Our Solution
DigitalOcean was founded with the guiding principle that the transformative benefits of the cloud should be easy to leverage, broadly accessible, reliable and affordable. We pioneered our cloud platform to simplify cloud computing, enabling startups and SMBs to quickly deploy and scale applications, collaborate efficiently and improve business performance. Empowered by an easy-to-use self-service model, intuitive control panel and highly predictable pricing, our customers are able to rapidly accelerate innovation and increase their productivity and agility.
Simple and Intuitive. Our platform is engineered to take a user from inquiry to deployment within minutes, without any specialized training or heavy implementation. We abstract away the complexity that is generally found across legacy cloud providers to provide a compelling, intuitive interface with click-and-go options. Our platform provides users with a deployment interface that is comparable to interfaces provided by consumer internet leaders and is designed to minimize the number of steps to deployment. In addition, all DigitalOcean products come with detailed product and technical documentation to help our customers deploy to our cloud platform more quickly.
Designed to Help Businesses Easily Scale. Our highly-curated set of solutions, including IaaS, PaaS and SaaS offerings, are all designed to address the needs of startups and SMBs as they scale their businesses and require more cloud capabilities. Our platform can support a wide range of use cases, such as web and mobile applications, website hosting, e-commerce, media and gaming, personal web projects and managed services, among many others. Our offerings give customers the ability to select their desired level of technical infrastructure management. Customers have the ability to choose from managing their own infrastructure and building their own bespoke solutions using our IaaS offerings, offloading the technical infrastructure entirely through our Managed Hosting offering or delegating certain aspects of the management using our managed PaaS offerings.
Transparent and Predictable Pricing. Our approach to billing and pricing is simple, intuitive and transparent. Our pricing is consumption-based and renewable monthly, making it easy for our customers to optimize their deployments. We provide detailed monthly invoices, irrespective of the customer’s size or number of products purchased, making it easy to track usage on an ongoing basis. We enable our customers to completely control their spending and ensure there are no hidden charges that appear at the end of the month. Like everything we do, we approach billing with a customer-first focus, enabling our customers to spend more time developing and deploying innovative applications rather than interpreting and navigating convoluted invoices.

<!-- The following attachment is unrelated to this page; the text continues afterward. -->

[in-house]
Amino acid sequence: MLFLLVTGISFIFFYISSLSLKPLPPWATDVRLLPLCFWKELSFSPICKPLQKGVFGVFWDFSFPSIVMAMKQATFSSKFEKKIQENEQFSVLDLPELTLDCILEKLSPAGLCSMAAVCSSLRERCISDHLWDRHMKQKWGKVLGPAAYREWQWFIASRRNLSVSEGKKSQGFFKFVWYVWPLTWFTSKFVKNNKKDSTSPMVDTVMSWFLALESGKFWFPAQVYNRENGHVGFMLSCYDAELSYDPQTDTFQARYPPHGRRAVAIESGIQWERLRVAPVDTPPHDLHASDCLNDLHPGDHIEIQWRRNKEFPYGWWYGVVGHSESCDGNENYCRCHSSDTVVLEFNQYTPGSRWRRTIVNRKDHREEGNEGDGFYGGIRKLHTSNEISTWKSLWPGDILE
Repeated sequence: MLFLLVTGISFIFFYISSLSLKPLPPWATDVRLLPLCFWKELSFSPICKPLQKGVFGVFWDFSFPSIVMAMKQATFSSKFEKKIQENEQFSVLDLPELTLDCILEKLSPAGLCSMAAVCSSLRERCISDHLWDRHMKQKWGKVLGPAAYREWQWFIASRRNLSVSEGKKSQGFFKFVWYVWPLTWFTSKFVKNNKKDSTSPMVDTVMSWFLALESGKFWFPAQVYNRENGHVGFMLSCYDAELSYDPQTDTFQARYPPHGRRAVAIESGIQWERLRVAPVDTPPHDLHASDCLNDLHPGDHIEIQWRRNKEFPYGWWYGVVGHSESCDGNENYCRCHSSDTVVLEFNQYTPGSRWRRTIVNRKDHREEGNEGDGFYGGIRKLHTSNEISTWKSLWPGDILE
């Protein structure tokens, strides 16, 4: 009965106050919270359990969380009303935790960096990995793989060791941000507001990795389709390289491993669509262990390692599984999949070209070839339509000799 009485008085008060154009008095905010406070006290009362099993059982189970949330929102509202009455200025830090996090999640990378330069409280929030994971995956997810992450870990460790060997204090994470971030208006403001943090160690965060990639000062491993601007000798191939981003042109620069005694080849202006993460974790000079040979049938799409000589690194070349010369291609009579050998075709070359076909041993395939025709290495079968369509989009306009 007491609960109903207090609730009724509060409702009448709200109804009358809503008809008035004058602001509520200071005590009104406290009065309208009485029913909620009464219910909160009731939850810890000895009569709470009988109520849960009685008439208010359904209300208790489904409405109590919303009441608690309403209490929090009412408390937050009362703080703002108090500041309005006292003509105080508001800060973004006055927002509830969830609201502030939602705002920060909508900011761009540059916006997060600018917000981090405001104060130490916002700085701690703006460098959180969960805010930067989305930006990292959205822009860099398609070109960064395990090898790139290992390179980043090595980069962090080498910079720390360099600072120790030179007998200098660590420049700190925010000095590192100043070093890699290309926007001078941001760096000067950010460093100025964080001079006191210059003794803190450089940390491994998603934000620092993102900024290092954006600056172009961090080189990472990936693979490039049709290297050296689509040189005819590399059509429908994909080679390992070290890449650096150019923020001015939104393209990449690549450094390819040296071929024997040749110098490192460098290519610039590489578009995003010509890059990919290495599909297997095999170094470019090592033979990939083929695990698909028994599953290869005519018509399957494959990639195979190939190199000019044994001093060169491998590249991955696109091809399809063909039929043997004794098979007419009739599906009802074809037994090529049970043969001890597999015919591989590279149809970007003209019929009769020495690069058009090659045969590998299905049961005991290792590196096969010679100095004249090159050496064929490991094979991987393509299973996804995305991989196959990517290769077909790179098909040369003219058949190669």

Differentiated Customer Support. We offer expert 24x7 technical support and customer service, with support staff spanning various time zones to ensure our customers quickly achieve their objectives and overcome challenges. Developers and engineers are a key part of our customer support team, and we offer robust technical support free of charge to all customers. We also recently introduced two new paid support plans, which enable users to get faster response times and dedicated support from technical managers. Customers cite our attentive support as a key driver of their decision to start and grow their businesses on our platform.
Security and Data Protection. Maintaining the security and integrity of our platform is a critical focus for us, as well as for our customers who rely on us for their critical business needs. We invest significantly in securing the computing infrastructure foundation upon which our customers build and scale their projects. We remove the complexity of securing infrastructure for our customers and make it simple for them to build the security layers required for their use cases. We are also committed to customer data privacy and utilize best-in-class access, encryption and data protection technologies and processes.
Open Source. Startups and SMBs especially value open source technology as it allows them greater choice, affordability and flexibility, and our platform is designed to take advantage of open source technology to provide our customers with a much more efficient way to work. Our participation in and support of the open source software community enhances the attractiveness, depth and scalability of our offering. It increases the transparency of our technology and allows our customers to more efficiently write their own integrations. We give back to the community by sponsoring projects to create content and tools that help developers build great software and hosting events that are focused on driving the growth of open source.
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Broad-Based Community Ecosystem. We have built one of the world’s largest developer learning communities, with thousands of high-quality developer tutorials and community-generated questions and answers. The strength and continued growth of our community ecosystem is predicated on differentiated content on our community education websites, which attract more than 8 million monthly unique visitors on an aggregate basis. As our community grows and generates more valuable content for our platform, we are able to attract more users, which ultimately increases our customer base and reinforces our highly efficient self-service model.
Key Benefits to Our Customers
Our solution is designed to empower our target customers with best-in-class cloud technologies, while supporting them with superior customer service. This customer-centric focus underpins our mission of simplifying cloud computing so startups and SMBs can spend more time creating software that changes the world. For our customers, the key benefits of our solution include:
Accelerating innovation by leveraging the full power of the cloud